AMY GOODMAN: This is Democracy Now!, Democracynow.org, the War and Peace Report. I’m Amy Goodman, as we turn now to Jackson, Mississippi, where the Environmental Protection Agency is launching a civil rights investigation into whether Mississippi officials discriminated against Jackson’s majority-Black residents when it refused to use federal funds to address the city’s dangerous water crisis. The EPA said Thursday it is probing Mississippi’s Department of Health and Department of Environmental Quality over their role in the crisis that left tens of thousands of mostly Black households without drinking water. Jackson’s main water treatment plant was damaged after flooding in August and viral videos showed brown liquid flowing from taps. In 2021, residents lost access to drinking water for weeks after a deep winter freeze. Even when the water is running, residents have faced months’ long boil-water orders. A complaint filed by the NAACP led to the EPA’s investigation. NAACP President Derrick Johnson lives in Jackson and called the state’s record of divestment “systemic neglect.” Mississippi has received federal funds to address drinking water needs since 1996 but gave Jackson funds just three times.
For more, we’re joined from Jackson, Mississippi, by Abre’ Conner, Director of the NAACP’s Center for Environmental and Climate Justice. Welcome to Democracy Now!, Abre’. It’s great to have you with us. Why don’t you lay out the issue, including the Governor mocking Jackson for its water crisis and what Congress allocated for Jackson and yet it did not actually go there.
ABRE’ CONNER: To your point earlier about Jackson only getting federal funds three of the last 25 years, that really kind of goes to the heart of what is the issue. The water in Jackson has been weaponized against them by the governor, by the state, because often times federal funding for water infrastructure, it flows to the state first. So even though we have the promise of Justice40, we have the promise of historically disadvantaged communities like Jackson, Mississippi, to be prioritized whenever it comes to federal funding, that’s not necessarily always the case.
AMY GOODMAN: Last month, Mississippi Governor Tate Reeves came under criticism for disparaging his own capital city, Jackson. This is Reeves speaking during the groundbreaking ceremony for Jones Capital LLC headquarters.
GOVERNOR TATE REEVES: I’ve gotta tell you, it is a great day to be in Hattiesburg. It’s also, as always, a great day to not be in Jackson.
AMY GOODMAN: “Always a great day to not be in Jackson.” Jackson is overwhelmingly African-American, over 80% of the city. Abre’, talk about this.
ABRE’ CONNER: Governor Reeves has mocked Jackson residents. The governor at points it seems thinks that it’s a joke. That was one of the reasons why we felt like it was so important to file this Title VI complaint with the EPA. Because it’s not fair that Jackson residents for decades have seen the disinvestment in their city. It’s the state capital and it’s also 83% Black. But then you have a governor who is making comments like that and individuals don’t even trust their tap water, where they’re spending their tax dollars, where they should be able to have safe drinking water and that is not the case. But this Title VI complaint really demonstrates that we are not going to sit aside and allow for someone who is in an elected position in the state to be able to allocate federal funds to places like Jackson to get away with discriminating against a large Black city.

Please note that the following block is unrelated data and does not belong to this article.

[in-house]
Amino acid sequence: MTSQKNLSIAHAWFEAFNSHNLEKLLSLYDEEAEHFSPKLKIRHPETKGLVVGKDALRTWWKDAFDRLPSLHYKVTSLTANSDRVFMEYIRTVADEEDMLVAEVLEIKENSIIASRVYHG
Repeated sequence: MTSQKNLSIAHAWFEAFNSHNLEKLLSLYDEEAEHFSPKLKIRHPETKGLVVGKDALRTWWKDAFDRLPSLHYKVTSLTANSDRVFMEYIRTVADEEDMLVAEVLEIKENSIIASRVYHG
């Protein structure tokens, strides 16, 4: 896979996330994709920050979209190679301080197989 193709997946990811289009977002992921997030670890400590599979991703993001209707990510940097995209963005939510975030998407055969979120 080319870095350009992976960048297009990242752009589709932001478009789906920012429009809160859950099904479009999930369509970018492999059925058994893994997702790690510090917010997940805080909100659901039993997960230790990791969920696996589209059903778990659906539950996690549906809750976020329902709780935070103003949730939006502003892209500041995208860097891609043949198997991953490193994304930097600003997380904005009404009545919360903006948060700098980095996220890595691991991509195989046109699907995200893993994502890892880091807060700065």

But this is something that Governor Reeves has been doing for a while. Even in his previous positions, like lieutenant governor, when he was treasurer, he utilized positions to try to harm Jackson residents. So this has been a long time coming. You have had a number of Black mayors who have asked the governor, who have asked the state for funding to fix the water infrastructure issues in Jackson, Mississippi, and because there has been neglect, because there has been intentional disinvestment, quite frankly, for a number of years, the number keeps growing for how much it’s going to actually cost to fix water infrastructure issues in Jackson.
This is also an issue because, again, there was supposed to have been a prioritization of funding, of federal funding, in places like Jackson, Mississippi, by the EPA, by other federal agencies, but because the money flows to the state first, then they get an opportunity to, quite frankly, weaponize these funds that are supposed to be utilized for Jackson against them.
AMY GOODMAN: Last month, Abre’ Conner, you testified at the Hearing on Water Infrastructure. In your prepared remarks, you said “The effect of climate change on Black people has finally come into national focus because Black people experience the most horrific impacts from historic disinvestment in communities.” Can you elaborate on this?
ABRE’ CONNER: What we have known is that for years, Black communities have faced intentional disinvestment. When you look at places like Allensworth that tried to build in California, in the Central Valley of California nearly 100 years ago, the reason that they weren’t able to actually move forward was because the company actually moved the wells that were supposed to be in Allensworth to Alpaugh. That was a majority non-Black neighboring city to Allensworth. We have seen this disinvestment in other Black communities. We’ve seen it in Flint. We saw the crumbling of Rosewood, for example, because the governor failed to respond in a timely manner.
Now we’re finally getting to a place where we see what is happening in Jackson. We see Congress actually also opening up an investigation with Homeland Security as well. Then we have the EPA who is opening for the first time this new external civil rights office, an Office of Environmental Justice, with Administrator Regan. But there were for years a time where the EPA was not even opening up Title VI complaints. It’s not like the environmental justice issues weren’t happening during that time. It got to a place where, quite frankly, groups felt like they needed to actually sue the EPA to get them to do their job, to help historically disadvantaged communities.